Pastoral Salaries as a Signal of Congregational Spiritual Quality
Back to the main topic: It's completely true that pastors should be "free from the love of money" (1 Tm 3.3). But salaries don't just speak to potential pastors, it seems to me that salary offers can signal the spiritual quality of a congregation.
Let me first slightly amend something I posted below when I posted what I thought nominal salaries ought to be in medium-sized congregations in large-enough towns for pastors of ordinary quality.
It is, of course, impossible for many congregations to meet those nominal figures for many different reasons. That's not a problem. I have a relative rule of thumb (one that I applied in the post below, but did not explicate there).
I think that maybe providing a pastor "double honor," as Paul suggests, might mean that pastoral support should be pegged to twice the median income ("honor") of the individuals in the congregation. That way even relatively poor congregations can provide their pastors with "double honor," and the pastor will understand it, even if the nominal pay is low.
The thing is, however, that congregations "honor" their pastors. I'd suggest that the size of the pastor's salary, relative to the incomes of the church members, provides a signal of the value the church places upon the pastoral office, and on the health of their church itself.
If members of a congregation don't love God and their church enough to pay their pastor(s) an honorable salary (relative to what the congregants make), then I would suggest that any pastoral candidate could run in the opposite direction without apology whatsoever.
This is also why I think that the expected range of salary offers should unapologetically be announced when looking for a pastor. "See, this is how much we honor our pastor."
A concluding thought: In Titus, Paul seems to designate pastors as being among the group of "elders." I don't think that it takes great linguistic depth to recognize that the root word of "elders" is "elder," as in "mature" or "old." Contrary to the push in the LCMS to enroll young men directly out of college into seminary so that they will have a long professional career as a pastor, I think that pastors generally should be, well, elderly, in the sense of being men who are grown up, and have been around the block a few times.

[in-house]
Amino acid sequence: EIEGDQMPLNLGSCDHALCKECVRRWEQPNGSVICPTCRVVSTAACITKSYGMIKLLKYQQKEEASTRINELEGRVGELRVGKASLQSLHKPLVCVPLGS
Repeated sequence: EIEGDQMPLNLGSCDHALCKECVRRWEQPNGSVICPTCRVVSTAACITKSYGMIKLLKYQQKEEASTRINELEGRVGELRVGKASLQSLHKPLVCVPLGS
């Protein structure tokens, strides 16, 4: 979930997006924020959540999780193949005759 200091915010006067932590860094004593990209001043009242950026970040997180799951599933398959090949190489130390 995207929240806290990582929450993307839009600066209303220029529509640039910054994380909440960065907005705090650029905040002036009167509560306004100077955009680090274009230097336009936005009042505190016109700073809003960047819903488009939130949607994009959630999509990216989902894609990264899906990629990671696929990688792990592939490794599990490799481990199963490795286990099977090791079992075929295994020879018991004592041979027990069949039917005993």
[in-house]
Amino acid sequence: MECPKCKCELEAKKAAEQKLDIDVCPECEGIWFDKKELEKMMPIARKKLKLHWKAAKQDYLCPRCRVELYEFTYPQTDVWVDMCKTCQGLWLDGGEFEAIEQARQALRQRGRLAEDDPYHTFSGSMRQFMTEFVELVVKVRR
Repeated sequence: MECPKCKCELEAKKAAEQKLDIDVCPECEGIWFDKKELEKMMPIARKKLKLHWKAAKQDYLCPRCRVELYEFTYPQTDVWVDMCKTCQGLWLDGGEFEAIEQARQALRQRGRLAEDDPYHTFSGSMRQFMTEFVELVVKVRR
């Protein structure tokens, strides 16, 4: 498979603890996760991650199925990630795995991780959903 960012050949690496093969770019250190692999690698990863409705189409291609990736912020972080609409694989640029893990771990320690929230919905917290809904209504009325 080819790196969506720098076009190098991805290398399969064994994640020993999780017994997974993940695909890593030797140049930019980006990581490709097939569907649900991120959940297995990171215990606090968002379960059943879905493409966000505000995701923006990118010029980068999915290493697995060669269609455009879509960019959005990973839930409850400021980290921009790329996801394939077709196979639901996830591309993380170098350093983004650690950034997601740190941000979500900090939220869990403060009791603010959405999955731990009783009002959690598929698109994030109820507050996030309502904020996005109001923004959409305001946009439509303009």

It might be preferable that a man have a career before going into the ministry, certainly in terms of understanding the lives of his congregants a bit more. Beyond that, if you're going to ask a man in his forties or fifties to become a pastor -- a man who has earned a living, and knows what it is -- then the church will have to cough up enough to meet with what the man knows a living is. (Young men are cheap. Then they get sucked into the pastorate, pay high upfront costs by specializing at an early age, don't know any other profession, and are trapped into continuing as a pastor even if they then discover they aren't very good at it.)
As long as I'm providing a rambling wish list, one other concluding thought: You can't discover whether a man has the qualities that Paul lists in 1 Timothy and Titus in the interview process. You basically need to live with a person to know that type of thing. To the extent possible (and I recognize that it's not always possible), I think that pastors should be raised out of their local congregations because only then will you have enough experience with a man to know that he has the necessary qualities to be a pastor.